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Riding the NCAA wave

Jonathan Freeburg
Jonathan Freeburg

The national champion has been crowned and we have another March Madness behind us.

Every year, we comment how this has been the most exciting one yet, and it seems that it grows into something even more the next year. If you’re a bit confused what I’m referring to, it is the annual mega match-up that makes March Madness one of the most user-involved events in sports anywhere.

The NCAA Men’s 64 Team College Basketball brackets have literally millions of participants that play each year. A total of 64 teams, with the odd “play-in” games, ranked from No. 1 to 16 in their respective divisions, are eventually played and whittled down to just two remaining teams, who faced off this last Monday night. The winner is the national champion.

I’m not sure how many brackets, if any, you completed this year, but I only do one. I think when you have multiple brackets, you have somehow missed the point of going with one strong, heartfelt lay it all on the line entry, that lays everything on the line.

My brackets took a hit early with Arizona losing in the first round to Buffalo. Yes, Buffalo. While I did not have them going to the Final Four, I certainly did not have them losing to Buffalo. Thankfully, Kentucky beat Buffalo, ending what would be a very short-lived nightmare.

The Cinderella team this year was from a small, Chicago-area school named Loyola. In all honesty, I did not remember that Loyola even had a basketball team, let alone a good one. Loyola plays in the Missouri Valley Conference of college basketball, which includes other area schools like Bradley, Illinois State, Southern Illinois and Valparaiso.

Being from the hometown, so to speak, I did give Loyola two victories in my brackets, beating Miami of Florida in round one and getting by Tennessee in round two. I had them falling to Nevada in the third round, which, not to state the obvious, they did not.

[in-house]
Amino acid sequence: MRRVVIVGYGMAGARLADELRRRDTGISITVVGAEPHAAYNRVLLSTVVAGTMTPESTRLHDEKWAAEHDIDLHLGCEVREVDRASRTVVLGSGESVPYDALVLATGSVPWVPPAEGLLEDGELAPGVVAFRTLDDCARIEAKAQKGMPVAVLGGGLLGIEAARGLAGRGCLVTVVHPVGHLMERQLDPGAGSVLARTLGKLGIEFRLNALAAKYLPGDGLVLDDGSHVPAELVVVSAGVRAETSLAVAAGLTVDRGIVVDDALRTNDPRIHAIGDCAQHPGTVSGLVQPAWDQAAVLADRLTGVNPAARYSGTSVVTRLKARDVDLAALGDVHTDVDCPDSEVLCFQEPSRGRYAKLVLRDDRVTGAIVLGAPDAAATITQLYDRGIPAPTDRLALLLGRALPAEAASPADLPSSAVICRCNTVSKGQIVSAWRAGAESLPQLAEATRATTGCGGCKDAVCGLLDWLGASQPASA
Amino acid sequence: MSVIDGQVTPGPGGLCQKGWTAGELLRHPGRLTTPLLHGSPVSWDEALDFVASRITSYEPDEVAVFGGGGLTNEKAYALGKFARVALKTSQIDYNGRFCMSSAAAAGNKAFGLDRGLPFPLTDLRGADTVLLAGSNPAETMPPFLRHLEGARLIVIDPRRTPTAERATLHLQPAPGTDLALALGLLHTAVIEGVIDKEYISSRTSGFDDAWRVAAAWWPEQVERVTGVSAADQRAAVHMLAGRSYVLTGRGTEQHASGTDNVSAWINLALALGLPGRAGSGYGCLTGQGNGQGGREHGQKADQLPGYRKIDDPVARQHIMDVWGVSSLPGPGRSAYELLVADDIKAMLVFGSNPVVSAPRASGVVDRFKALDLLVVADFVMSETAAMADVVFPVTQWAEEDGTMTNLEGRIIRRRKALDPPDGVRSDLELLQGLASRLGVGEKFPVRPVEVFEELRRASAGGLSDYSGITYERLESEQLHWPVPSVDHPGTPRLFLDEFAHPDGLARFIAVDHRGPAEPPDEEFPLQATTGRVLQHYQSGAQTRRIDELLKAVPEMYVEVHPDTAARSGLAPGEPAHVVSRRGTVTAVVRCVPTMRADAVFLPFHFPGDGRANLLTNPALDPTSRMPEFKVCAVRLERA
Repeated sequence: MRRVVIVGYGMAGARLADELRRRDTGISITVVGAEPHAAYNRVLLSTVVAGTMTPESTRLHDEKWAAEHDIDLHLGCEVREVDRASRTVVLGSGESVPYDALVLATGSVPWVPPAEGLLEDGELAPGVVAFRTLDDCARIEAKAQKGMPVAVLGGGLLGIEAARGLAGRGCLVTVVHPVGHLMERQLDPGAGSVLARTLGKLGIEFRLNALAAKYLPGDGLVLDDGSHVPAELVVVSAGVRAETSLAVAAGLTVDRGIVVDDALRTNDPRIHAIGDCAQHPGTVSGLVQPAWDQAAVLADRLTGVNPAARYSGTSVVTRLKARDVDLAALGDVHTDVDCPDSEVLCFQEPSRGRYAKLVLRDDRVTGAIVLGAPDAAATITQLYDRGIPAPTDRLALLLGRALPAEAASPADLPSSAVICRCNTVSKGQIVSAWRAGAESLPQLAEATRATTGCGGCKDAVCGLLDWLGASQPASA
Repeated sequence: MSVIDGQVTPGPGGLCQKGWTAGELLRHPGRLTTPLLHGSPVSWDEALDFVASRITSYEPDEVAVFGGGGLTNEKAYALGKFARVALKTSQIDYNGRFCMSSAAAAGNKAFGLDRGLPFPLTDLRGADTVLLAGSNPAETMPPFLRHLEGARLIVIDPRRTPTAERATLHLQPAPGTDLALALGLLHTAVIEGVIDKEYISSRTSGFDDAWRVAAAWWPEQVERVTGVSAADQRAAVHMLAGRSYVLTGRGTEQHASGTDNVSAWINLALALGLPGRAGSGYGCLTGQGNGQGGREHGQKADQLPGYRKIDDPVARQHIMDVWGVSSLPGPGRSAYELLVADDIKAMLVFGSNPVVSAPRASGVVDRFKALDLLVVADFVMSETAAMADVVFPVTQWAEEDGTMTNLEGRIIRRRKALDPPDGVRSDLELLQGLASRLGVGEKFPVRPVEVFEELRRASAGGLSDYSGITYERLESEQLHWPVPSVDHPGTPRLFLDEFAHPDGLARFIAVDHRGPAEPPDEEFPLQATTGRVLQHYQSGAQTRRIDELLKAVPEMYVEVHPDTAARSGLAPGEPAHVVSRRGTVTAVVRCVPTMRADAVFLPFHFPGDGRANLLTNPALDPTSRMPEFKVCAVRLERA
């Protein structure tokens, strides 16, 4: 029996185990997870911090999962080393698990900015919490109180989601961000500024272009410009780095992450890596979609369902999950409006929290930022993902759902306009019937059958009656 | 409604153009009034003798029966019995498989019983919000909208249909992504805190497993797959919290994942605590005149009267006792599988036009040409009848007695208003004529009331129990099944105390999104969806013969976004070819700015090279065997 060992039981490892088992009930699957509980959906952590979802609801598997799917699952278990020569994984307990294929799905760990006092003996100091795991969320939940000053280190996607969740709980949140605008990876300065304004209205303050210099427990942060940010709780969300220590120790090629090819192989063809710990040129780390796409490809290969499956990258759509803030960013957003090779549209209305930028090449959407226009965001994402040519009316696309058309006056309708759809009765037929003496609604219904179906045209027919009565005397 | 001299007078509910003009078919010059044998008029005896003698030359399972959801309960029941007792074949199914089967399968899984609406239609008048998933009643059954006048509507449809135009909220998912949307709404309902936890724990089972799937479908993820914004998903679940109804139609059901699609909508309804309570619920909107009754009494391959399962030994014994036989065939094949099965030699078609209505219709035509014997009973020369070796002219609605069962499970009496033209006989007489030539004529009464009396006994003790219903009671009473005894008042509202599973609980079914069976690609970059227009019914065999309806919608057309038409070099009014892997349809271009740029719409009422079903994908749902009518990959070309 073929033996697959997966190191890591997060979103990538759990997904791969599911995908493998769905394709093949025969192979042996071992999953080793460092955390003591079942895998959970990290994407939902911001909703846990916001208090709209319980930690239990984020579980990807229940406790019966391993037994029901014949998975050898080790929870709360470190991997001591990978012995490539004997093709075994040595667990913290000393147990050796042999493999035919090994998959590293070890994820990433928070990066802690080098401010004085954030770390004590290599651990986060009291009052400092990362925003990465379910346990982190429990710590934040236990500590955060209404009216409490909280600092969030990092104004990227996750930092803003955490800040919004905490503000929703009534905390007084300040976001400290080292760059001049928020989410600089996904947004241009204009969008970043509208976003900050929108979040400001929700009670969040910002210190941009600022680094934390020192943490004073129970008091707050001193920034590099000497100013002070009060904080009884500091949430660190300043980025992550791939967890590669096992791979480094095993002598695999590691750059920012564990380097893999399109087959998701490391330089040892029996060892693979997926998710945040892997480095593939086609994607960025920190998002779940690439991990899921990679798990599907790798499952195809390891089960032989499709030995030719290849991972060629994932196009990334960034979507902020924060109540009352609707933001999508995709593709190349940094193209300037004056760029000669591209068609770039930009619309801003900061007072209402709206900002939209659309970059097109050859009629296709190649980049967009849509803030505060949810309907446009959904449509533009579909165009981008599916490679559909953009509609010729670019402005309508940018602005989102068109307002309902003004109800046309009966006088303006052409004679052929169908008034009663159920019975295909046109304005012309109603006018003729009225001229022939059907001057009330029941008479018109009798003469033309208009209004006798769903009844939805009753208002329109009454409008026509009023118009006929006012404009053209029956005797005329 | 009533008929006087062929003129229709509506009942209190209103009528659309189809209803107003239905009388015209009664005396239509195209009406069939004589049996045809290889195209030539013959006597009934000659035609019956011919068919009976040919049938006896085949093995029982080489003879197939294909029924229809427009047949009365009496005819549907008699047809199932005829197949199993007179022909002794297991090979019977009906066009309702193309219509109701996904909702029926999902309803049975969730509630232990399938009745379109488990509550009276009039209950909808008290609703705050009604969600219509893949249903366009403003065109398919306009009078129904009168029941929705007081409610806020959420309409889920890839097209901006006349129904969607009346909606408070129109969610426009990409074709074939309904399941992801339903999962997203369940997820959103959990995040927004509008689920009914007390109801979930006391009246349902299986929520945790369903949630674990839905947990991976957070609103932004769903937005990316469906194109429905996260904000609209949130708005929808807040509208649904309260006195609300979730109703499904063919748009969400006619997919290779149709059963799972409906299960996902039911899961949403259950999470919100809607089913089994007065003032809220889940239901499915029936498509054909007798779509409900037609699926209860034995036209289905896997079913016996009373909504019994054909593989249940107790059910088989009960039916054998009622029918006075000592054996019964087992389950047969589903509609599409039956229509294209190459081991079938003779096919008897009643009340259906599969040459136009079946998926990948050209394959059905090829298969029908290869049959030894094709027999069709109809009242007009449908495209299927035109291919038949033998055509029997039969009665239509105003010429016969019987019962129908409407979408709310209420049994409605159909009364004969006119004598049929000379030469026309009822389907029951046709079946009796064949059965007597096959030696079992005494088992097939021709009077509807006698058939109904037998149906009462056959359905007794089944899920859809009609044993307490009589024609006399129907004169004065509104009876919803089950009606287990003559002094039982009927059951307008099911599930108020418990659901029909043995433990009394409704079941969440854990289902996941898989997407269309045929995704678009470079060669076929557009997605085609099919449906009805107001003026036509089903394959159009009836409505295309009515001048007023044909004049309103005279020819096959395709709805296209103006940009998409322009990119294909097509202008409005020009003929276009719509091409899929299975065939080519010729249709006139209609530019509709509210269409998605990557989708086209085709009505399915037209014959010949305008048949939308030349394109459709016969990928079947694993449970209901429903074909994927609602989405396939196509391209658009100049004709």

It looked like Loyola was going to be the unstoppable force in this year’s tournament. After beating Nevada, the Ramblers went on to beat Kansas State, who came into the tournament ranked ninth, which propelled them into the Final Four; the four best teams in college basketball.

Sadly, Loyola’s dream season came to an end Saturday night when they lost to Michigan by 10 points. They had led by as many as 15 points in that game but in the end, they simply ran out of gas.

What has made Loyola such a wonderful and enjoyable story in this year’s tournament is all the side stories. Like Clayton Custler and Ben Richardson, who have played together since third grade and won a state championship at Blue Valley Northwest High School in Overland Park, Kan. Or the 98-year-old Sister Jean Schmidt, now known affectionately worldwide simply as Sister Jean. The good sister has her picture on socks, T-shirts and even has a “Sister Jean Bobble Head,” which, when I tried to buy one, was told they were sold out.

At 98, you wonder how many more basketball games she will see, but I’m sure if Loyola has another season next year like they did this year, Sister Jean will be there in some form.

Usually, college basketball holds my attention just slightly longer than soccer. But this year, I caught the dream and rode the wave. Can’t wait until next year!

JONATHAN FREEBURG, of Ottawa, is an attorney, works for Lloyd’s of London and can be heard on WCMY-AM 1430 radio. He also blogs for Major League Baseball on MLB.com. He can be reached by emailing sjaquins@shawmedia.com.

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